A quartz watch is a watch powered by a battery or solar cell, in which the timekeeping is regulated by a quartz crystal that vibrates at a certain frequency. Quartz watches differ from mechanical watches in that they are typically more accurate, and self-sustaining for 12 months or more.
How does a quartz watch work?
Where a mechanical watch takes its power from a wound spring transferring energy through a system of gears, a quartz watch is very different, up to a point. Power comes from a battery (or solar charged cell) and travels through a circuit board, into a “quartz oscillator” (we’ll get to that later), back into the microchip, then out to all the relevant parts of the watch, including the hands. Most watches nowadays use a quartz movement of one kind or another, including the watch I’m wearing right now, the Elliot Brown Canford, uses an ISA Swiss 331-103 5-jewel quartz movement to power the watch.
Why are quartz crystals used in watches?
To understand how the quartz makes a difference, you need to understand how quartz works. Quartz is in a group of substances that fall into the “Piezoelectric” category. This means under pressure, they give out small amounts of electricity, and vice-versa, when electricity is introduced to them, they vibrate. This vibration is what regulates the watch, the specific tuning-fork shape cut of the quartz and the amount of electricity run into it by the microchip, causes the quartz to vibrate at exactly 32,768 times per second, or at a rate of 32.768KHz. This vibration is known as oscillation, and causes an electrical pulse to be passed from the quartz oscillator once per second, on the last of the 32,768 vibrations. This electrical pulse is passed through the miniature stepping motor which converts the electrical power into mechanical power, driving the hands of the watch! The precise number of vibrations and the electrical stepping motor ensures the highest point of accuracy for the measurement, which in watches, is time.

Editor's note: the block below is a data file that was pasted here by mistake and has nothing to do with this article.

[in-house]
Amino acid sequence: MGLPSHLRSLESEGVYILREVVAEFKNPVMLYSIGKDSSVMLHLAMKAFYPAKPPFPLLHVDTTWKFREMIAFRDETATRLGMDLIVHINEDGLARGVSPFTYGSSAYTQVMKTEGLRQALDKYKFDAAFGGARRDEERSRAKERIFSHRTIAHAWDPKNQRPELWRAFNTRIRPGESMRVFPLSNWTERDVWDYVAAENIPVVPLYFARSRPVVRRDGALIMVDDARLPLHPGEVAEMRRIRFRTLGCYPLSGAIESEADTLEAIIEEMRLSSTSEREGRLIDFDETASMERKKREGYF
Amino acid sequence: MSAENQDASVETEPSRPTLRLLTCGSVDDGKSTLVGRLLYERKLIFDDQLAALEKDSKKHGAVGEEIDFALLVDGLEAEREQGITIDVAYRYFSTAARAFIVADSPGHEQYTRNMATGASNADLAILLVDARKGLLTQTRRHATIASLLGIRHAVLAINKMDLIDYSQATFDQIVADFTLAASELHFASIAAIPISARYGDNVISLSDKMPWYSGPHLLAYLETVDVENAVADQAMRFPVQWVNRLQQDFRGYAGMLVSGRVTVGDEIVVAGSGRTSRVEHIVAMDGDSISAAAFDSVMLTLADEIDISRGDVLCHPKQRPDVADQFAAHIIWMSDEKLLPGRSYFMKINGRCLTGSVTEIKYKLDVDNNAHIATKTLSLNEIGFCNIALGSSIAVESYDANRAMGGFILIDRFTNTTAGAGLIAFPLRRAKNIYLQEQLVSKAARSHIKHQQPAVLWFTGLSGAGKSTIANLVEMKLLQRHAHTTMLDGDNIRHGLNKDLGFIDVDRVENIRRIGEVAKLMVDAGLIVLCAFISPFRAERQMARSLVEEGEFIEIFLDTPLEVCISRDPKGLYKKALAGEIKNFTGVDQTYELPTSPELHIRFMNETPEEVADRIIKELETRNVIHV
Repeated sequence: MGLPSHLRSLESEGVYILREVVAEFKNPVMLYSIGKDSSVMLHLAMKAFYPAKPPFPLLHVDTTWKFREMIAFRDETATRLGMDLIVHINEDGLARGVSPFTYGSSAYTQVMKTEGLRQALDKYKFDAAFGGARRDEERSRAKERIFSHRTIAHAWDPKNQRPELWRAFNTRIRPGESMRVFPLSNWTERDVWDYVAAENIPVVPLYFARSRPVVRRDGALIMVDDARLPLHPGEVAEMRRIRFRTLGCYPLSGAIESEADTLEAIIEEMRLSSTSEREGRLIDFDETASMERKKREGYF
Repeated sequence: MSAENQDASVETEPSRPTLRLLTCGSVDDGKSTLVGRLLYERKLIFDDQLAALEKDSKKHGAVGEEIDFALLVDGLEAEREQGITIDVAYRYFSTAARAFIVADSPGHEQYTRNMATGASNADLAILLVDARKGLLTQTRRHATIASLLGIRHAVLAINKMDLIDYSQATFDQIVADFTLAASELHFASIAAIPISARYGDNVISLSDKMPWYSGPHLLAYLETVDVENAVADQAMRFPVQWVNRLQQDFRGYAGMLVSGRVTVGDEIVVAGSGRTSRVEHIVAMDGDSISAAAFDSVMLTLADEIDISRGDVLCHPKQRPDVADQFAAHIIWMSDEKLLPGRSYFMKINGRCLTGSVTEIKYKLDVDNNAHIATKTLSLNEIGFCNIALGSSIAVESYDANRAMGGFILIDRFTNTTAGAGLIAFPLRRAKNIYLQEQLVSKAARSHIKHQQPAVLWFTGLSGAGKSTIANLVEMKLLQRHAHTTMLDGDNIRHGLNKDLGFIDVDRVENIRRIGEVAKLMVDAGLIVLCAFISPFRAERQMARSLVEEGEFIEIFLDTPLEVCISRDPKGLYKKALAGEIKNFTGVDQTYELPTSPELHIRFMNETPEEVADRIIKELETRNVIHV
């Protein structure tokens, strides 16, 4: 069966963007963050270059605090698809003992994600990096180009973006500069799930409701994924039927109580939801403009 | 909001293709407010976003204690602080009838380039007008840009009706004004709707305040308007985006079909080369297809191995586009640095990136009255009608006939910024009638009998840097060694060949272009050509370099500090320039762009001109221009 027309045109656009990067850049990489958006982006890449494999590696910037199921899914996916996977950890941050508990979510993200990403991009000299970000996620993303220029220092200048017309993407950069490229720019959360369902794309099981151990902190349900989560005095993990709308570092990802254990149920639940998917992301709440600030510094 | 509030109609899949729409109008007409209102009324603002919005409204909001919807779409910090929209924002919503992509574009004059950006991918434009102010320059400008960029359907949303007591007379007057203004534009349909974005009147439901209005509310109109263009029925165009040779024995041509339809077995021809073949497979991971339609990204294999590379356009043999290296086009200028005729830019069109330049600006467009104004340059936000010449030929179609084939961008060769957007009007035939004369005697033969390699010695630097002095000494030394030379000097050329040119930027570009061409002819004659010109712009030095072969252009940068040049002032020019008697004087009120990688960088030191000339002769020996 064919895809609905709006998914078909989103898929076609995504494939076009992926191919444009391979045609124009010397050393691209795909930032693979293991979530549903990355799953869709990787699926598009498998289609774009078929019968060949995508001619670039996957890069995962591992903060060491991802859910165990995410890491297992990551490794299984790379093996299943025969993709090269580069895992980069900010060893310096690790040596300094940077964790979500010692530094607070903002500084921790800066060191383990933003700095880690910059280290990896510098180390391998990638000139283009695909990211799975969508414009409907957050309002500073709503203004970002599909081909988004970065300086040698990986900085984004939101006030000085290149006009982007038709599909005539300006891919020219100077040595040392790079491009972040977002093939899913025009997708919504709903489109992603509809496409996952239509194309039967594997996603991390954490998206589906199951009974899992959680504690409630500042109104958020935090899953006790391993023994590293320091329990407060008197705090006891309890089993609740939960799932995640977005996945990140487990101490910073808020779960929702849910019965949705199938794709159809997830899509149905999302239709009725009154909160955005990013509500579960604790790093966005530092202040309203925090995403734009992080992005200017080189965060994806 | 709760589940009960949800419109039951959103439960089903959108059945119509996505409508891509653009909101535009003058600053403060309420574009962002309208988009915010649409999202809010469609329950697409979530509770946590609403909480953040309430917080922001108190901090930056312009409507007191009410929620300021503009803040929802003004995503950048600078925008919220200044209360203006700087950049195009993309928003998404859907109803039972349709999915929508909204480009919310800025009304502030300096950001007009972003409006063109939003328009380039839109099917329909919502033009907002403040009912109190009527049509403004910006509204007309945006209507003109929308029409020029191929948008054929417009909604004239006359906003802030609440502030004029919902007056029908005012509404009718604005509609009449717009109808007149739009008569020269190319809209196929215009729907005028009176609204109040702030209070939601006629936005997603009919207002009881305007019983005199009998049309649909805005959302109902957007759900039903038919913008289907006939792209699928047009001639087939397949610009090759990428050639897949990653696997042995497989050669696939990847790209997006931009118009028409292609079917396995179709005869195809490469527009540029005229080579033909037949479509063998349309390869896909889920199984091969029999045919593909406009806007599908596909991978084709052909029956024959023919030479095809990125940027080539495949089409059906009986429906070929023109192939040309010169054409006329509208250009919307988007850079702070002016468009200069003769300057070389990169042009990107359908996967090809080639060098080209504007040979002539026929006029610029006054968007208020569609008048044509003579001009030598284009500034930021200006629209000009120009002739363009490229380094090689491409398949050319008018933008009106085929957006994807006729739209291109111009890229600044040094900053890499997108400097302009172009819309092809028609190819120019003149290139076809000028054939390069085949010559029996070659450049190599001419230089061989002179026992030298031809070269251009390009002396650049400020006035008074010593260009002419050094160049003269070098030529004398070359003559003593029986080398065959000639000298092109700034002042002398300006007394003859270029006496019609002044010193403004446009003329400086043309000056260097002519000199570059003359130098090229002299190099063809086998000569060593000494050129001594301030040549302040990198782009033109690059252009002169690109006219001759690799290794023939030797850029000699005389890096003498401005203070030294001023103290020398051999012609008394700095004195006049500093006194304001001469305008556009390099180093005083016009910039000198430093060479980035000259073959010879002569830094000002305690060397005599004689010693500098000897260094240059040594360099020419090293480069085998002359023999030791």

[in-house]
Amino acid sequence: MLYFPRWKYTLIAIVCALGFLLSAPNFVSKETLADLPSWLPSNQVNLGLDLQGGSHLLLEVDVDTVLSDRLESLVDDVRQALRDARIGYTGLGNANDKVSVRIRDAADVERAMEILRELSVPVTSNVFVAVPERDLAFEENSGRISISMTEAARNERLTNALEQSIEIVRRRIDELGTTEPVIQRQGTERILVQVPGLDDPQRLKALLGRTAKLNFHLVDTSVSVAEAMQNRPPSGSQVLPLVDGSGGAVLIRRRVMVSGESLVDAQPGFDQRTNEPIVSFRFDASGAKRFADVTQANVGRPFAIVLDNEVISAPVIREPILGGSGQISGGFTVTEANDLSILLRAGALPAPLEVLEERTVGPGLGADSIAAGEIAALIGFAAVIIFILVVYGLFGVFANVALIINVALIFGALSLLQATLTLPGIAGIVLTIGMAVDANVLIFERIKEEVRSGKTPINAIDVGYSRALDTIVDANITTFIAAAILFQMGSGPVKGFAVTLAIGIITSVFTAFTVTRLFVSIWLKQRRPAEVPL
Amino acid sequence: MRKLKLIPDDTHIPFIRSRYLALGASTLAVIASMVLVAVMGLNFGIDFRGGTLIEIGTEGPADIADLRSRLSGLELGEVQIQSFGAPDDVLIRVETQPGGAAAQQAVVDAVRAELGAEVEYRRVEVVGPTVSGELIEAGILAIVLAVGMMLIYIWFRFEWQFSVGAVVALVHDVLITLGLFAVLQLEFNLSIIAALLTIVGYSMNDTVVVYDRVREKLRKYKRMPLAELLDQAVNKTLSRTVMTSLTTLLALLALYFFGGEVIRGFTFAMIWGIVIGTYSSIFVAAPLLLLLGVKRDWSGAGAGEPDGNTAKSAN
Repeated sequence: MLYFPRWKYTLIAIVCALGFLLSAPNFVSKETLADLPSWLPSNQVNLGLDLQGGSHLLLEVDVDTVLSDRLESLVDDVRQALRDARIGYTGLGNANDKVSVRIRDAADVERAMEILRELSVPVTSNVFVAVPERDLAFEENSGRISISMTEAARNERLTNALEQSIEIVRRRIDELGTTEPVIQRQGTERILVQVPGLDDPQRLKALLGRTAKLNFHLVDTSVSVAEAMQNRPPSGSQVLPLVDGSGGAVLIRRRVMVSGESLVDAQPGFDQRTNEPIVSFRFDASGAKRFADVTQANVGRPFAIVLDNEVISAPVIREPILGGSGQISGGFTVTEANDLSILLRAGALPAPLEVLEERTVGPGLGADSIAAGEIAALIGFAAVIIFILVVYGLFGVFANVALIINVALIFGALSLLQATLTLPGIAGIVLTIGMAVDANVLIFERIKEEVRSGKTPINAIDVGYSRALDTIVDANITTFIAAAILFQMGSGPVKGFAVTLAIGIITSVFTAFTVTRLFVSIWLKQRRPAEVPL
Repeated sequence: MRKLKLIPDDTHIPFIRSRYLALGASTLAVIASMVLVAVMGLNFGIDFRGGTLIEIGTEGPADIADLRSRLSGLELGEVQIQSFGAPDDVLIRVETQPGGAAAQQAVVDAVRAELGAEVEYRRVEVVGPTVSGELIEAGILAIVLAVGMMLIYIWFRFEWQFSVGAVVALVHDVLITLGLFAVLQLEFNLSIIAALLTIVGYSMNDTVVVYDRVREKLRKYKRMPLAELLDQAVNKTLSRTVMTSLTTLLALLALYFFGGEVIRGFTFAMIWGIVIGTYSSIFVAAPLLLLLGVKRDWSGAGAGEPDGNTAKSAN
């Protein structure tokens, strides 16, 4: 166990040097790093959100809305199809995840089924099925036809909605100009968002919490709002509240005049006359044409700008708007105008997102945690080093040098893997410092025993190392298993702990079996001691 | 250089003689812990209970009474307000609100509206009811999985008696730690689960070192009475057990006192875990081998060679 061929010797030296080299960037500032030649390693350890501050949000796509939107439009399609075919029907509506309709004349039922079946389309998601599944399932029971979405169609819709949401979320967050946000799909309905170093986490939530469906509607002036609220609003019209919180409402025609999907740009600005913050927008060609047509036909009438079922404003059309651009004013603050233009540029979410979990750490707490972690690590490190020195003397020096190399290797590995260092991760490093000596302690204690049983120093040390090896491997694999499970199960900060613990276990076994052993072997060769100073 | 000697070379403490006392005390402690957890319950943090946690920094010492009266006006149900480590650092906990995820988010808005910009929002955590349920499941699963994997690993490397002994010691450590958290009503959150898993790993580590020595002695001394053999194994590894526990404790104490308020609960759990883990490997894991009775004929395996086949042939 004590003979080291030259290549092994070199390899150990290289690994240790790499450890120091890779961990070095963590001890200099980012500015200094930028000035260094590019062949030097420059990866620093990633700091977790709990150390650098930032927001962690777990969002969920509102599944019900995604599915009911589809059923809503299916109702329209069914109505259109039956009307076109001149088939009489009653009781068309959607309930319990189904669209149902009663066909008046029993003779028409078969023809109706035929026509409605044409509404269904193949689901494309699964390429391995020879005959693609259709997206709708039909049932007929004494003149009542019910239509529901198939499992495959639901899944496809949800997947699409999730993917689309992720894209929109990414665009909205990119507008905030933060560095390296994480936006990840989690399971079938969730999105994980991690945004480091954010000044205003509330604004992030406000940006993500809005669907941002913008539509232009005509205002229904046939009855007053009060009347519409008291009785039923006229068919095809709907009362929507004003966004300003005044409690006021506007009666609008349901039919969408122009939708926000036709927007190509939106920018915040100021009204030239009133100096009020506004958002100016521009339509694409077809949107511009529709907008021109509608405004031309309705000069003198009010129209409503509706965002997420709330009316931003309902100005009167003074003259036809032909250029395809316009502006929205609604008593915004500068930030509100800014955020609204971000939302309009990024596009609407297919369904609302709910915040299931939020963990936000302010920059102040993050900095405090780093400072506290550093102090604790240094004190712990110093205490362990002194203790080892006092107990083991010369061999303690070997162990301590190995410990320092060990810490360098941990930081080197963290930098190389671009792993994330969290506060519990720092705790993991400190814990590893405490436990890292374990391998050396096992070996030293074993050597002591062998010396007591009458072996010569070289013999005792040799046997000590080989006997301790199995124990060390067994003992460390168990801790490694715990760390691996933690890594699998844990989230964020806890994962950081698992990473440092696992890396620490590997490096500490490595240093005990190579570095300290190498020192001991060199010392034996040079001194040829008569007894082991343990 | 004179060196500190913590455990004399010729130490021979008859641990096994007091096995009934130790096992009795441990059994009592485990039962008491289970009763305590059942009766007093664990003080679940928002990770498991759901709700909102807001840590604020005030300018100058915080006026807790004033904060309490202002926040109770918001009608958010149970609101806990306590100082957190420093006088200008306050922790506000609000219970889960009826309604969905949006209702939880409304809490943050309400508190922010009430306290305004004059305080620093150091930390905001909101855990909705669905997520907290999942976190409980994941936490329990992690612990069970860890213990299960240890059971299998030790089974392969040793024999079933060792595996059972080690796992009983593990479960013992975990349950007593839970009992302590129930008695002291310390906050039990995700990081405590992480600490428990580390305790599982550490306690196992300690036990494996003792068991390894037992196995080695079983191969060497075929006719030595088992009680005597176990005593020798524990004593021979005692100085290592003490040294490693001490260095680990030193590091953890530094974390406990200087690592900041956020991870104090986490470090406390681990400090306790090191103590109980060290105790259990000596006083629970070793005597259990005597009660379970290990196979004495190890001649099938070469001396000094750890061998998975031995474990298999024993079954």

Cut into a precise tuning fork shape, the quartz oscillator vibrates at 32.768KHz to power the stepping motor.
Why do some quartz watches have jewels?
Jewels in any watch serve only one purpose; to reduce friction. In the world of watchmaking, jewels are used to secure gears, and spinning parts, and other places of high friction to lower the heat caused by that friction, and ensure the overall longevity of the watch.
Why do quartz watches lose time?
This is uncommon, but does happen. Quartz watch will lose time under 3 conditions normally, but all 3 can technically be avoided. The most obvious one is shock; if you drop and knock your watch, it can move the hands out of position, and therefore shows the incorrect time. Some watches, such as G-Shock, are specifically designed to avoid this, and some even have self-hand correction for if it does.
The next is also slightly obvious, in as much as all battery powered things occasionally need new batteries. Some watches will slow down when the battery runs down, others have a “low-power mode” whereby the watch pauses the second hand for 1, 2, or 3 seconds to indicate the power is low and the battery needs replacing. Under these circumstances, you should take your watches to an authorised service & repair centre as soon as possible. Sometimes dead batteries can leak, and the acid, although mild, can irreparably damage the innards of a watch. If you have a solar-powered quartz watch (for example, Citizen Eco-Drive) and it goes into low-power mode, leave in strong light for an hour or so to kickstart it back into normal mode.
The last, rarest, and most confusing, is heat. Varying temperatures can influence the watch’s parts and working capability, causing them to run differently from normal, which can slow down the speed the watch runs at. This effect is lessened by two things: one, is jewelled movements. The jewels dissipate heat and help the watch run smoothly in all occasions. This is known as thermocompensation. Thermocompensation is and incredible technology that essentially protects the inner workings for external heat factors. Though not always advisable, actually keeping your watch on can solve this issue if you find yours suffers it. The temperature of your wrist stays pretty level, so it could help account for this, especially if you have an older quartz movement watch.